At the Noor trial (7)

Prosecutors in the case of former Minneapolis police officer Mohamed Noor set about methodically introducing the evidence in support of their case yesterday. The best narrative of the events in court is the Chao Xiong/Libor Jany Star Tribune article. See also the Jon Collins/Riham Feshir MPR report. I want briefly to summarize what went down and note the highlight of the testimony and other evidence in summary fashion. I continue to urge readers to check the #Noortrial hashtag on Twitter under Latest.

• I devoted substantial attention to Judge Quaintance’s order limiting public access to part of the bodycam evidence that she anticipated admitting during the trial. Indeed, she deemed the evidence “crucial.” I did not think that this order could stand, to put it mildly. Local press covering trial banded together in a group called the Media Coalition to challenge the order. Judge Quaintance has now filed a thoughtful 25-page order and memorandum opinion climbing down from the ledge onto which she had crawled out. She has gracefully expressed her sober second thoughts in light of the controlling case law.

• I have been getting up at 4:00 a.m. to write up my trial summaries and arrive at court early enough to snag one of the coveted public seats in the trial courtroom. I have contended with the court for a reserved media seat in the courtroom and spared readers the penultimate chapter of my contention with the court. However, I am not withholding the good news that as of today Power Line has been assigned a reserved media seat along with the New York Times and the Associated Press. Woo hoo! Now I don’t have to arrive an hour before the proceedings begin, as I did yesterday, to get into the courtroom.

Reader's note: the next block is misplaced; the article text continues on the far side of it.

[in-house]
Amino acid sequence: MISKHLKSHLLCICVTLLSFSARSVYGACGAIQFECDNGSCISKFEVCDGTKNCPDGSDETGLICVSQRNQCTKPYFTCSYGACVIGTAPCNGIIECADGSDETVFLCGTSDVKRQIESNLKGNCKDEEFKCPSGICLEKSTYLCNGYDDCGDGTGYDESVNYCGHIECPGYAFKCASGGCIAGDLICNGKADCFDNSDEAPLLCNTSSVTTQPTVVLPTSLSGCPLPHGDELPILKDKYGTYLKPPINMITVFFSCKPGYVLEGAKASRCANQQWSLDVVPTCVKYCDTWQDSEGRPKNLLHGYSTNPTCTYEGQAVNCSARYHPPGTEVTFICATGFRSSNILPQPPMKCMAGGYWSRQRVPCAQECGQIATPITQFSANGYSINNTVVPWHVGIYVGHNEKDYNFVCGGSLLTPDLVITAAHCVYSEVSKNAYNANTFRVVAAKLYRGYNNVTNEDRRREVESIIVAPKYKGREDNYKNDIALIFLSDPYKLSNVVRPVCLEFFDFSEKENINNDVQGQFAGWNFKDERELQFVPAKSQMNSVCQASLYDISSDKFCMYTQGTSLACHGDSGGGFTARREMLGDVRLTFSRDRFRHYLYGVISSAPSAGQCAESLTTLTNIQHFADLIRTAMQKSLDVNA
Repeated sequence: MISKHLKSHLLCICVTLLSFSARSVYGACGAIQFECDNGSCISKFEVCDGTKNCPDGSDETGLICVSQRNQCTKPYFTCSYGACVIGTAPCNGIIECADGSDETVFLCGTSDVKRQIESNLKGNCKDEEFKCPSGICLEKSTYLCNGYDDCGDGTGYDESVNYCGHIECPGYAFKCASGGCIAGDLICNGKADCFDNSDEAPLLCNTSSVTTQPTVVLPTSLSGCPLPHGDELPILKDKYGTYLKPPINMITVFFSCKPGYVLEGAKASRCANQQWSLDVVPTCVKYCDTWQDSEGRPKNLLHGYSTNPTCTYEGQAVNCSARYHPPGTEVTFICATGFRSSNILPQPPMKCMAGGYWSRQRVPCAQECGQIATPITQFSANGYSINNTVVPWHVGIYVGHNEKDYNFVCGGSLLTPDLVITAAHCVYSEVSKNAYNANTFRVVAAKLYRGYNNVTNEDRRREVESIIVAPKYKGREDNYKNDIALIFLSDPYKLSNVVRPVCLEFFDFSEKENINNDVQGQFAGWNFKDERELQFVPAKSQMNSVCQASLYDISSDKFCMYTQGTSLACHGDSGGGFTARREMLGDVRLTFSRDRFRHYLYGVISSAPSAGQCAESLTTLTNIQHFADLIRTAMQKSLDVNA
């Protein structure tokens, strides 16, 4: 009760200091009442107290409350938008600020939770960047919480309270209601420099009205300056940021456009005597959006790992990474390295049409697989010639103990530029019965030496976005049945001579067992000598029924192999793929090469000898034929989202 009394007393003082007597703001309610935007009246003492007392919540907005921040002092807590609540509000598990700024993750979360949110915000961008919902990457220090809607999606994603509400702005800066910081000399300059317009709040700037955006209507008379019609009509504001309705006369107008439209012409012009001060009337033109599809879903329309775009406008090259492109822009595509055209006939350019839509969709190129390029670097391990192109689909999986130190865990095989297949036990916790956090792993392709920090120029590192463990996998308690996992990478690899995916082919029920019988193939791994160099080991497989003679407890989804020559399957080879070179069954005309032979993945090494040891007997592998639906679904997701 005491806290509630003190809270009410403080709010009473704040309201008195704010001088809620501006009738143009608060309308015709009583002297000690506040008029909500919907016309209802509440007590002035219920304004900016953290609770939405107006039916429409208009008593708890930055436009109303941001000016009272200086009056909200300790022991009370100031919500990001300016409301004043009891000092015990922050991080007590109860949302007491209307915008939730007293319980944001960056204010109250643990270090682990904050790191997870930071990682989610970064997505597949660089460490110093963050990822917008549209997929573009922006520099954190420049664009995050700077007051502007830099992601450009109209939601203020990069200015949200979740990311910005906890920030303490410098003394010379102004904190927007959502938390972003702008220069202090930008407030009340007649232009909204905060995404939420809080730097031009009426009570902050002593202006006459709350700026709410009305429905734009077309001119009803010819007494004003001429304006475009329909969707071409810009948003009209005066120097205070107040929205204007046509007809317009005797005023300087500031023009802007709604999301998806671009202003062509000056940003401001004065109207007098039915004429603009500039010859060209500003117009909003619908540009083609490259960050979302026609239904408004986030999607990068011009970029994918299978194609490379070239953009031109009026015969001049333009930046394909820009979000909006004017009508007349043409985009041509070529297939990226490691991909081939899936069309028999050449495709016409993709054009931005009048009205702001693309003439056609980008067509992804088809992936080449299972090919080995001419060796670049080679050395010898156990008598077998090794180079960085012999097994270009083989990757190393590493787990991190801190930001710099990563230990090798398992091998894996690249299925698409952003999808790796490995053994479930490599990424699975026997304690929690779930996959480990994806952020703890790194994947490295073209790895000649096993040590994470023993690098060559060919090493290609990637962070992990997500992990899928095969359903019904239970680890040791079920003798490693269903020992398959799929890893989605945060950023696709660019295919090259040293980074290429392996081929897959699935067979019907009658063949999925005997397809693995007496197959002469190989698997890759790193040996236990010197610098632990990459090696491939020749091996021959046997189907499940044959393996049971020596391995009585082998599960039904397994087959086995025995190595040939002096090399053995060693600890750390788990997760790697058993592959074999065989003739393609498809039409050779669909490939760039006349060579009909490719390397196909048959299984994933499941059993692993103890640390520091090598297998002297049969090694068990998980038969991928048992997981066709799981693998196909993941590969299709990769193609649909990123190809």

• It’s a good thing I made it into the courtroom yesterday. The prosecution introduced audio clips of Justine’s 911 calls and, most importantly, photographic evidence of the crime scene after Justine’s killing (which would not be visible on the video set up on the overflow courtroom).

• The prosecutors called these witnesses: from the Minnesota Bureau of Criminal Apprehension (the BCA)–Andrew DuBord (digital forensic examiner), from the City of Minneapolis–Scott Peterson (senior applications analyst in the IT Department), from the BCA–Special Agent Adam Castilleja, from the Hennepin County Office of Medical Examiner–Assistant Medical Examiner Dr. Lorren Jackson, from the BCA–forensic scientist Joe Cooksley. These were all credible and impressive witnesses.

• The prosecution introduced more than 100 photographs of the crime scene through the BCA witnesses.

• In his opening statement defense counsel Peter Wold set the scene in the alley as a possible ambush of the officers. He made it sound like the alley was dark as a dungeon.

• I was astounded to learn that the alley is lit by streetlights. Justine was shot by Noor under a streetlight at the end of the alley. In his cross-examination of Adam Castilleja, defense counsel Tom Plunkett made the point that one couldn’t read a book by the light cast by the streetlight; the light is too dim. One could only recognize the face of someone you knew.

• I have no idea of the impact on the jury, but the photographs of the alley undercut a key defense theme. From my perspective, this was the highlight of yesterday’s evidence, and it was a big one.

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